I have also used a double in some kayak races with a female partner and we
got along great but then it was only for and hour or two at a time not
several weeks.
I would rather tow my partner than have to paddle in a double from either
position. Then I won't have to deal with: 1)paddle splash--I put on my
Sou'wester rain hat, difficulty communicating, 2)paddle clash--and the
tension of trying to avoid it for the stern paddler, 3)wet ride for the bow
paddle--as a double being longer and with more weight out towards the ends
does not rise as well to the seas as a single although (I'll give Ralph a
freebie here) folding kayaks that flex can be somewhat dryer--other things
being equal), 4)so wide you feel like you're about to give birth in the
stirrups just to work the rudder pedals, 5)longer paddles (less efficient
and more difficult to control) are necessary--so the stern paddler can reach
over the boat and so the bow paddler doesn't set too high a stroke rate for
the stern paddler to keep up, 6)having to agree or negotiate every decision.
NO THANKS!
Matt Broze






Date: Fri, 10 Mar 2000 23:49:20 -0800
From: ralph diaz
Subject: Re: [Paddlewise] Dancing in a double

Matt Broze wrote:

I doubt if I will ever convince Matt or anyone who is dead set against
doubles of the virtues of paddling one but he enumerates nicely some
complaints that actually bring out a whole litany of positive points for
this type of boat:

> I would rather tow my partner than have to paddle in a double from either
> position. Then I won't have to deal with:

> 1)paddle splash--I put on my Sou'wester rain hat, difficulty communicating,

Man (and woman) were put on earth to suffer, at least that what my R.C.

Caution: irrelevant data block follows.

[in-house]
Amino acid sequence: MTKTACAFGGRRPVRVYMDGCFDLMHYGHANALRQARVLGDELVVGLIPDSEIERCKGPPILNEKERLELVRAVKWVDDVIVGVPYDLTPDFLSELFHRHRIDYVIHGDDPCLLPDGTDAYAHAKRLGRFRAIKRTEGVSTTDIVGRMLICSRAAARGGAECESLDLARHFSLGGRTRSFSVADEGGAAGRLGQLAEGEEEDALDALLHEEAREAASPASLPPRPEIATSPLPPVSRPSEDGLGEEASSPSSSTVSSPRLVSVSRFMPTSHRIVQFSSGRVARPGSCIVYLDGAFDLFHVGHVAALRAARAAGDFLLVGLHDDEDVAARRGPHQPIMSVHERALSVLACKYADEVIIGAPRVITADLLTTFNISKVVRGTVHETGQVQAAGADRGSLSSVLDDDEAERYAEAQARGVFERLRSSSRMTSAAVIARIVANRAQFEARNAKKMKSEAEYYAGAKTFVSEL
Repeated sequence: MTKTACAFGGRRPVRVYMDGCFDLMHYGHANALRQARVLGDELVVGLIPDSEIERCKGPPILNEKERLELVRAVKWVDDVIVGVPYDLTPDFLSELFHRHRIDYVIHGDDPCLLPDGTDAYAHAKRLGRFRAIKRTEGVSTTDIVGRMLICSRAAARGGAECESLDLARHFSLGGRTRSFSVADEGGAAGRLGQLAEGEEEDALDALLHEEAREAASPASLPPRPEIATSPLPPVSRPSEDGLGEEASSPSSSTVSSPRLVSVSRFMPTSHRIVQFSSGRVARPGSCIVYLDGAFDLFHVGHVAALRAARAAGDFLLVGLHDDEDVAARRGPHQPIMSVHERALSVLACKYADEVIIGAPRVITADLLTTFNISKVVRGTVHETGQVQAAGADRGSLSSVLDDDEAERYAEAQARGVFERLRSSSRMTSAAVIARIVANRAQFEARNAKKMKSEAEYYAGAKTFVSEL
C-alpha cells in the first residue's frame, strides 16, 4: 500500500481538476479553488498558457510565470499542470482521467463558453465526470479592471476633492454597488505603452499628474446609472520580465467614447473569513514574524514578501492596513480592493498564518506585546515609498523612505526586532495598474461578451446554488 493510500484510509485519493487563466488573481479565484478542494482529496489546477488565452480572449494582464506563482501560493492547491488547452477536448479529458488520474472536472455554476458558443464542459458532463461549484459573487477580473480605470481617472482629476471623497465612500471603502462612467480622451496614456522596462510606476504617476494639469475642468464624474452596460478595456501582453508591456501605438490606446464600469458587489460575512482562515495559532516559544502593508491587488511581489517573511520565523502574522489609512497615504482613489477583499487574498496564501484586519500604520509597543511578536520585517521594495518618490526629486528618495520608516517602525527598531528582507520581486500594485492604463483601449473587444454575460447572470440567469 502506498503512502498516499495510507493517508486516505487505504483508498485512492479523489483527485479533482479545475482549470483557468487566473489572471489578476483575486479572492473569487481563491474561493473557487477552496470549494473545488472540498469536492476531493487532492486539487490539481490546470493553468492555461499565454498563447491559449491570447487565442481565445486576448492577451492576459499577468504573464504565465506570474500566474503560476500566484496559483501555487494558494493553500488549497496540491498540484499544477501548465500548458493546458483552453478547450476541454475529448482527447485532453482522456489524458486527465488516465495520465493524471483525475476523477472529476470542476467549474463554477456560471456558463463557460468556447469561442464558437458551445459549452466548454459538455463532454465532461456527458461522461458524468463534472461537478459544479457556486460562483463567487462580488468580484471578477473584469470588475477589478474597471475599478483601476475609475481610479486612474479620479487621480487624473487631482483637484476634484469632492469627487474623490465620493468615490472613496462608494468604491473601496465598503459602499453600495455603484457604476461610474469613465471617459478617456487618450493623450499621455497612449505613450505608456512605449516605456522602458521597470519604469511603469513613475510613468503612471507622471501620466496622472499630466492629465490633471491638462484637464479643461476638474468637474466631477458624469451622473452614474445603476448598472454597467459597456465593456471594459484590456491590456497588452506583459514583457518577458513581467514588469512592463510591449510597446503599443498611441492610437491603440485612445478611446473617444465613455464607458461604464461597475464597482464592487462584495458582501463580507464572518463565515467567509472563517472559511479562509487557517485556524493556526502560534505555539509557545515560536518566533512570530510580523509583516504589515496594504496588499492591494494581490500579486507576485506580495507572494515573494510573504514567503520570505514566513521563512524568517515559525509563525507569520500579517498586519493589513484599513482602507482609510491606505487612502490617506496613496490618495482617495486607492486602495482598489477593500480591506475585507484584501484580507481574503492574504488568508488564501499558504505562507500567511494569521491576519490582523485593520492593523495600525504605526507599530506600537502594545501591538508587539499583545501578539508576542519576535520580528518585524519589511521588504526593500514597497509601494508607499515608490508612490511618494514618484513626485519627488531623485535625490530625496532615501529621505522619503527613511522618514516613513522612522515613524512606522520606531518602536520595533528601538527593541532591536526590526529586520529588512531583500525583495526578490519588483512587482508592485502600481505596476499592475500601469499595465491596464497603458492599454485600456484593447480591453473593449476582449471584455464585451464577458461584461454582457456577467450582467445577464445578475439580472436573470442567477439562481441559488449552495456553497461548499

catechism said. Paddle splash, as such suffering goes, isn't all that
bad. It certainly bits hell and brimfire. A plus side: the world takes
on a surreal, hallucinatory look when seen through salt encrusted
glasses...and it is all drug free and free.


> 2)paddle clash--and the tension of trying to avoid it for the stern paddler,

The nice thing about paddle clash is that it is so easy to blame the
other person. How often in life can you feel so justifiably
self-righteous and be certain you are right?...paddle clash is always
the other paddler's fault.

> 3)wet ride for the bow paddle--as a double being longer and with more weight
> out towards the ends does not rise as well to the seas as a single although
> (I'll give Ralph a freebie here) folding kayaks that flex can be somewhat
> dryer--other things being equal)

A freebie is always welcome but in truth the person in the bow even in a
folding double gets splashed but that also means they act as a
windshield...rule one of paddling a double: get somebody big and wide in
front and you, the stern paddler, will be as dry as toast. Of course
you won't see very much around the hulk sitting in the front. Have some
reading material pinned to their back.

> 4)so wide you feel like you're about to give birth in the stirrups just
> to work the rudder pedals,

Gynecologists have been wrestling with what advance to give pregnant
women who still want to keep paddling. Matt, your observation holds an
answer to this question.

> 5)longer paddles (less efficient > and more difficult to control) are
> necessary--so the stern paddler can reach over the boat and so the bow
> paddler doesn't set too high a stroke rate for the stern paddler to
> keep up,

Longer paddles are actually good things to have as they make for more
headroom when you use them to hold up a tarp (Greenland storm paddles
are the worse). Working out that ratio of paddle lengths for the bow